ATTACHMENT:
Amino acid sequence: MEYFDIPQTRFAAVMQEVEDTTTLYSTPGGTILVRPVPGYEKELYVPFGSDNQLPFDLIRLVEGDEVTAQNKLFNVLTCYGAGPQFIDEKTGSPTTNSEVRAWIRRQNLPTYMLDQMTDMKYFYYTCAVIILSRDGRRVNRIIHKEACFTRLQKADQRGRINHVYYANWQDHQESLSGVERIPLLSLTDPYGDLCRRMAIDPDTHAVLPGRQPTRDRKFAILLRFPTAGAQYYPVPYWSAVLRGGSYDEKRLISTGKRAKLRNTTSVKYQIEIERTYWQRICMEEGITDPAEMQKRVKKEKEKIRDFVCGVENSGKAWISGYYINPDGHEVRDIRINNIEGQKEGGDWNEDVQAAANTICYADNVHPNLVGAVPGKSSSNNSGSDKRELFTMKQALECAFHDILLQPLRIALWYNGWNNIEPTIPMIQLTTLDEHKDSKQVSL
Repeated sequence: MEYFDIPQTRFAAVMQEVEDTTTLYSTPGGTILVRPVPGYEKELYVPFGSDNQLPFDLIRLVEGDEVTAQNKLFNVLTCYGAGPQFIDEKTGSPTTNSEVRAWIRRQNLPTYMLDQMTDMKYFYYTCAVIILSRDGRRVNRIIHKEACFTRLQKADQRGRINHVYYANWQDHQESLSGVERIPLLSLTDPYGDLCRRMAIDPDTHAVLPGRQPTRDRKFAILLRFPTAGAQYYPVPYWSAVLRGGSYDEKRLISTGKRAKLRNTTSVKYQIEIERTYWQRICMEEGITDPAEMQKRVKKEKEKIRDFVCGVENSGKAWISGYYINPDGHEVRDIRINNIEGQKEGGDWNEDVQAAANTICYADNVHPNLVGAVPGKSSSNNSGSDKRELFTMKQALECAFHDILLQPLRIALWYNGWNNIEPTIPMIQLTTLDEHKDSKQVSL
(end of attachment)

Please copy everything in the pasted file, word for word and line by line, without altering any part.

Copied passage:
Amino acid sequence: MEYFDIPQTRFAAVMQEVEDTTTLYSTPGGTILVRPVPGYEKELYVPFGSDNQLPFDLIRLVEGDEVTAQNKLFNVLTCYGAGPQFIDEKTGSPTTNSEVRAWIRRQNLPTYMLDQMTDMKYFYYTCAVIILSRDGRRVNRIIHKEACFTRLQKADQRGRINHVYYANWQDHQESLSGVERIPLLSLTDPYGDLCRRMAIDPDTHAVLPGRQPTRDRKFAILLRFPTAGAQYYPVPYWSAVLRGGSYDEKRLISTGKRAKLRNTTSVKYQIEIERTYWQRICMEEGITDPAEMQKRVKKEKEKIRDFVCGVENSGKAWISGYYINPDGHEVRDIRINNIEGQKEGGDWNEDVQAAANTICYADNVHPNLVGAVPGKSSSNNSGSDKRELFTMKQALECAFHDILLQPLRIALWYNGWNNIEPTIPMIQLTTLDEHKDSKQVSL
Repeated sequence: MEYFDIPQTRFAAVMQEVEDTTTLYSTPGGTILVRPVPGYEKELYVPFGSDNQLPFDLIRLVEGDEVTAQNKLFNVLTCYGAGPQFIDEKTGSPTTNSEVRAWIRRQNLPTYMLDQMTDMKYFYYTCAVIILSRDGRRVNRIIHKEACFTRLQKADQRGRINHVYYANWQDHQESLSGVERIPLLSLTDPYGDLCRRMAIDPDTHAVLPGRQPTRDRKFAILLRFPTAGAQYYPVPYWSAVLRGGSYDEKRLISTGKRAKLRNTTSVKYQIEIERTYWQRICMEEGITDPAEMQKRVKKEKEKIRDFVCGVENSGKAWISGYYINPDGHEVRDIRINNIEGQKEGGDWNEDVQAAANTICYADNVHPNLVGAVPGKSSSNNSGSDKRELFTMKQALECAFHDILLQPLRIALWYNGWNNIEPTIPMIQLTTLDEHKDSKQVSL